majorly (adv.) Look up majorly at
by 1887, from major (adj.) + -ly (2). Common in popular U.S. colloquial speech from c. 1995.
majuscule Look up majuscule at
18c. as an adjective, 1825 as a noun, from French majuscule (16c.), from Latin maiuscula (littera), fem. of maiusculus "somewhat larger, somewhat greater," diminutive of maior (see major (adj.)).
make (n.) Look up make at
"match, mate, companion" (now archaic or dialectal), from Old English gemaca "mate, equal; one of a pair, comrade; consort, husband, wife," from Proto-Germanic *gamakon-, related to Old English gemæcc "well-matched, suitable," macian "to make" (see make (v.)). Meaning "manner in which something is made, design, construction" is from c. 1300. Phrase on the make "intent on profit or advancement" is from 1869.
make (v.) Look up make at
Old English macian "to make, form, construct, do; prepare, arrange, cause; behave, fare, transform," from West Germanic *makon "to fashion, fit" (source also of Old Saxon makon, Old Frisian makia "to build, make," Middle Dutch and Dutch maken, Old High German mahhon "to construct, make," German machen "to make"), from PIE root *mag- "to knead, fashion, fit." If so, sense evolution perhaps is via prehistoric houses built of mud. Gradually replaced the main Old English word, gewyrcan (see work (v.)).

Meaning "to arrive at" (a place), first attested 1620s, originally was nautical. Formerly used in many places where specific verbs now are used, such as to make Latin (c. 1500) "to write Latin compositions." This broader usage survives in some phrases, such as to make water "to urinate," to make a book "arrange a series of bets" (1828), make hay "to turn over mown grass to expose it to sun." Make the grade is 1912, perhaps from the notion of railway engines going up an incline.
Read the valuable suggestions in Dr. C.V. Mosby's book -- be prepared to surmount obstacles before you encounter them -- equipped with the power to "make the grade" in life's climb. [advertisement for "Making the Grade," December 1916]
But the phrase also was in use in a schoolwork context at the time. Make do "manage with what is available" is attested from 1867. Make time "go fast" is 1849; make tracks in this sense is from 1834. To make a federal case out of (something) popularized in 1959 movie "Anatomy of a Murder;" to make an offer (one) can't refuse is from Mario Puzo's 1969 novel "The Godfather." To make (one's) day is from 1909; menacing make my day is from 1971, popularized by Clint Eastwood in film "Sudden Impact" (1983). Related: Made; making.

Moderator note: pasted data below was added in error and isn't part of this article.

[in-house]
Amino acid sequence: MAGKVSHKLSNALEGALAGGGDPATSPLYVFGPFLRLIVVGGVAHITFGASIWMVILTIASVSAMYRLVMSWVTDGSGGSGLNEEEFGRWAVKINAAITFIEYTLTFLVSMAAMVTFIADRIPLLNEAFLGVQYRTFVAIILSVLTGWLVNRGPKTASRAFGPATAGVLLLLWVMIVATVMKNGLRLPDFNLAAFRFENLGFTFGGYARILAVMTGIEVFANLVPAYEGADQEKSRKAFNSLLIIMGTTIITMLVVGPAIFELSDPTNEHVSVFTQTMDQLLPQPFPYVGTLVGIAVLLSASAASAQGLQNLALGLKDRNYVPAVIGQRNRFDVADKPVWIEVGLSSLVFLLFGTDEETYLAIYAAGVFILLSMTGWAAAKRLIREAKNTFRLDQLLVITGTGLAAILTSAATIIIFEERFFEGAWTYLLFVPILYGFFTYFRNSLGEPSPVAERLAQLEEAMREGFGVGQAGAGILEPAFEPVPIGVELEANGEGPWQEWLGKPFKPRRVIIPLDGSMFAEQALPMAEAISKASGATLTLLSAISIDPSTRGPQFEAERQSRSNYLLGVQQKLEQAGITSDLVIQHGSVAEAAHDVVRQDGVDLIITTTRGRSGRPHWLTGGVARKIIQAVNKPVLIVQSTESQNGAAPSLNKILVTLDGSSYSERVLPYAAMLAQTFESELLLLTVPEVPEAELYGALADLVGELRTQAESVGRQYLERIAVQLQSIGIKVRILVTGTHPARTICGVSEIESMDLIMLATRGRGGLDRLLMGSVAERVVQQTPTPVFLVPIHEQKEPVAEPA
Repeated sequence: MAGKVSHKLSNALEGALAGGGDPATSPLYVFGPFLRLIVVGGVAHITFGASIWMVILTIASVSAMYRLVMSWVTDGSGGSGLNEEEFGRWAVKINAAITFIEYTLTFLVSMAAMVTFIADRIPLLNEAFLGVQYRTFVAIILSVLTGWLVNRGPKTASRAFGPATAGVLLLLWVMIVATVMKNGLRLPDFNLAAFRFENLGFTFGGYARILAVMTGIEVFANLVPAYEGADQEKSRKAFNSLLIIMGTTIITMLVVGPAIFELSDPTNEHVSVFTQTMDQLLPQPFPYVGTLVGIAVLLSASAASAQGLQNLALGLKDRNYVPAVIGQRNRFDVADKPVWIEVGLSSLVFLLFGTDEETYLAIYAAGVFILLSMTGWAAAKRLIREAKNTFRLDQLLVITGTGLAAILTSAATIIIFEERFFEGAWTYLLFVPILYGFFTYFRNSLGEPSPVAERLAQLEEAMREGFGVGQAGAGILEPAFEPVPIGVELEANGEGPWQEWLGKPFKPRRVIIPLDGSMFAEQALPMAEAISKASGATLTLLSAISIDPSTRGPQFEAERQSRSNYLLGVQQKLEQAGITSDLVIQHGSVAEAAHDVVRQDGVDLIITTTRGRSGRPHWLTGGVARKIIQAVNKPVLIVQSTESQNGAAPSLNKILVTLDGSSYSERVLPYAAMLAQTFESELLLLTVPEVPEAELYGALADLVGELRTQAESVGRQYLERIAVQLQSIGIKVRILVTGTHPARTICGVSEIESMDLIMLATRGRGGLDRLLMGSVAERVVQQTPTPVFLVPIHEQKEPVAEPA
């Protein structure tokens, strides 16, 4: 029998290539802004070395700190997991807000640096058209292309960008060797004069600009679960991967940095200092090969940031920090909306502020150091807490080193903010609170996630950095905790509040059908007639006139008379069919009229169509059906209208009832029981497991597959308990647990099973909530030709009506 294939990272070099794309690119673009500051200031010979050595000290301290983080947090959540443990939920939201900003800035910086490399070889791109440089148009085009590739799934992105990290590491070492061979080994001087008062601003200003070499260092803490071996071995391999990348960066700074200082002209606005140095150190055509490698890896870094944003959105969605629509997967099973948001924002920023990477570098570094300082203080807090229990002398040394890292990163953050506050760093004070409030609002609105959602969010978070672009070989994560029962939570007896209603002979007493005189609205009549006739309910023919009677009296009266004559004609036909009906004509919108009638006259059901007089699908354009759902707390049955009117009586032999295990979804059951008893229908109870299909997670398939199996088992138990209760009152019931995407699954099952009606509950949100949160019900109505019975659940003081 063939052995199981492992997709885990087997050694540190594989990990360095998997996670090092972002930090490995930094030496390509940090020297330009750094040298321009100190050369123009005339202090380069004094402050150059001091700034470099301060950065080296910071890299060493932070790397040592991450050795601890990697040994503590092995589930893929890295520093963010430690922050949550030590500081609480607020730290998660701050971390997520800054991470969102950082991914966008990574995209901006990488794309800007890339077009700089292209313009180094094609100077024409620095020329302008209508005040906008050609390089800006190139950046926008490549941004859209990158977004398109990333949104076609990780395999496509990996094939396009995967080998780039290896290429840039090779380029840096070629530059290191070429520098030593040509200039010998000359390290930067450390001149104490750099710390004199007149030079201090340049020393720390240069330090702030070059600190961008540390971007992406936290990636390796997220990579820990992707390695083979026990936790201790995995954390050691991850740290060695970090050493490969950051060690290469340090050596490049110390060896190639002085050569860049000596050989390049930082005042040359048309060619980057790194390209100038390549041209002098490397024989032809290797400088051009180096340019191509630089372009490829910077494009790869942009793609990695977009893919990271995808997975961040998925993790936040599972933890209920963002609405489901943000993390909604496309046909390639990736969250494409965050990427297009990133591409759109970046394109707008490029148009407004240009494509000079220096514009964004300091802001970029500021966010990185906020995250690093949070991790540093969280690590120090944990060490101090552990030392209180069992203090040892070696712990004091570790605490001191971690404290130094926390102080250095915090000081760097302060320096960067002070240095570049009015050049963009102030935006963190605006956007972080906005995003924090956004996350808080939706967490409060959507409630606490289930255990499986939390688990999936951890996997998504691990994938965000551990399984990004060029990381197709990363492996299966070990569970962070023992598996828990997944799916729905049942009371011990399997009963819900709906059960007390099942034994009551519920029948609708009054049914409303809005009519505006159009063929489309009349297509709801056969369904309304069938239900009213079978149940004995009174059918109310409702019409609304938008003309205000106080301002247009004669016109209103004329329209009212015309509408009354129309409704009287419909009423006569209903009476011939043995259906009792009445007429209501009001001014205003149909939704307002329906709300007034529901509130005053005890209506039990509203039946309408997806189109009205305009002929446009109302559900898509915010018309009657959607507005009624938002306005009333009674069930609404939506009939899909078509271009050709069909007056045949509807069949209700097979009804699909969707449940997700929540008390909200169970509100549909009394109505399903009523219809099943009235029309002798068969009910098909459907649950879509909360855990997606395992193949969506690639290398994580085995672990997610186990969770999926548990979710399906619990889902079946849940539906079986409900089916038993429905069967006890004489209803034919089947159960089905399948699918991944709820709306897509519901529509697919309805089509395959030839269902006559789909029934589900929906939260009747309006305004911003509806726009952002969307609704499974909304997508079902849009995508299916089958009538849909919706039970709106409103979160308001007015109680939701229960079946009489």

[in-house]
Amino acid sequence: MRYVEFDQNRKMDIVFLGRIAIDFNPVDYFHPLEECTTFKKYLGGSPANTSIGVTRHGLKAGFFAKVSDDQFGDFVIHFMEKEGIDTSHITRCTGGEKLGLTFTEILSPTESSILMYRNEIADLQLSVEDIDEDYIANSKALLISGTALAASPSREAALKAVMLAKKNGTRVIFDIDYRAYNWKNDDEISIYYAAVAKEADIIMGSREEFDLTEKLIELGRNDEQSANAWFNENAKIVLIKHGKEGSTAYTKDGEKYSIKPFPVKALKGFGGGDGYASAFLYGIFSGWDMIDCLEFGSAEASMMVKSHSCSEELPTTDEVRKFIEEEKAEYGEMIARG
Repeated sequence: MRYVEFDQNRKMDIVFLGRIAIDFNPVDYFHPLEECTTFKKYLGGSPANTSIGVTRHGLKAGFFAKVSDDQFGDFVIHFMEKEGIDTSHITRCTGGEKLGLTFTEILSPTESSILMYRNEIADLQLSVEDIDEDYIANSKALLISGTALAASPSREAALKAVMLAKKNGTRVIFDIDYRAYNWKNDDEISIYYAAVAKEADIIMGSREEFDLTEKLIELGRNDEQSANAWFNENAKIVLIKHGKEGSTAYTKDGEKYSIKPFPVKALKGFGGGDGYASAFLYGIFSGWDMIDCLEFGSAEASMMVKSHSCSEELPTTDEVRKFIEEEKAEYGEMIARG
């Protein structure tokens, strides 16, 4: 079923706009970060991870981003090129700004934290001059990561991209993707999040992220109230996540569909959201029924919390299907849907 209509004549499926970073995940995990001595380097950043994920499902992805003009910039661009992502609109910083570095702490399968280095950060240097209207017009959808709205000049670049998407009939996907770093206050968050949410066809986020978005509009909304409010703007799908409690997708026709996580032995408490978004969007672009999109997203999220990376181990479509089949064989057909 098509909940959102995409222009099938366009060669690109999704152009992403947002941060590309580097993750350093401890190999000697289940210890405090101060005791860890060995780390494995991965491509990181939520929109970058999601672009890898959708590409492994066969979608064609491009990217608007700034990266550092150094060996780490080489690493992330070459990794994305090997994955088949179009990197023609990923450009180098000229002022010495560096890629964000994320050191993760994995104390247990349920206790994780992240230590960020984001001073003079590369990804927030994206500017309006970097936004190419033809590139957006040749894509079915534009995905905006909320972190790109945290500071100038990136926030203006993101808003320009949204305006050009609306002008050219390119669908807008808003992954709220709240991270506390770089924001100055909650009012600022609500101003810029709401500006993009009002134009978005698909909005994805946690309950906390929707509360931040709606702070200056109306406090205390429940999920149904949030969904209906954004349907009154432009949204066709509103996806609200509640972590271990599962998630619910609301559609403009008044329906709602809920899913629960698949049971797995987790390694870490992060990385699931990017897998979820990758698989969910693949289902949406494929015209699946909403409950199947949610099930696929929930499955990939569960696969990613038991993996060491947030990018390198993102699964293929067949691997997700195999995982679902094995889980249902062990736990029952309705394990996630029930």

make out (v.) Look up make out at
c. 1600, "get along," from make (v.) + out (adv.). Sense of "understand" is from 1640s; sexual sense first recorded 1939.
make up (v.) Look up make up at
"end a quarrel, reconcile," 1660s, from make (v.) + up (adv.).
make-believe (n.) Look up make-believe at
"pretence," 1811, from the verbal phrase, used in children's talk for "pretend; see make (v.) + believe. As an adjective by 1824. Let's-pretend (n.) in the same sense is attested by 1904 (the verbal phrase is from 1848).
make-up (n.) Look up make-up at
also makeup, "manner in which something is put together," 1821, from make (v.) + up. Cosmetics sense is from 1886; verbal phrase make up "to apply cosmetics" is from 1808.
make-work Look up make-work at
1913 (adj.); 1937 (n.), "busy-work, activity of no value," American English, from the verbal expression to make work (see make (v.) + work (n.)).
A big fire devoured a street; "It will make work," I heard my father say; a ship was lost at sea laden with silk, and leather, and cloth; "It will make work," said my father; a reservoir broke jail, and swept the heart of the town away. "It will make work," my mother said; so all human calamities were softened blessings to me; they made "work," and work made wages, and wages made bread and potatoes, and clothes for me. ["The Radical Review," Chicago, Sept. 15, 1883]
makeless (adj.) Look up makeless at
early 13c., "peerless, without equal," from make (n.) + -less. Meaning "mateless, widowed" is from early 15c.
makeover (n.) Look up makeover at
also make-over, by 1981, from phrase make over in sense "to refashion" (1690s); from make (v.) + over (adv.).
maker (n.) Look up maker at
c. 1300, "one who makes," also "God as creator," agent noun from make (v.). Specifically, "manufacturer" by late 14c. To meet (one's) maker "die" is attested by 1814.
makeshift Look up makeshift at
also make-shift, 1560s, as a noun, "shifty person, rogue," from make (v.) + shift (v.). Adjectival sense of "substitute" is first recorded 1680s. Compare make-sport "a laughing stock" (1610s).
makeweight (n.) Look up makeweight at
also make-weight, 1690s, "small quantity of something added to make the total reach a certain weight," from make (v.) + weight.
MAKE WEIGHT. A small candle: a term applied to a little slender man. [Grose, "Dictionary of the Vulgar Tongue," London, 1785]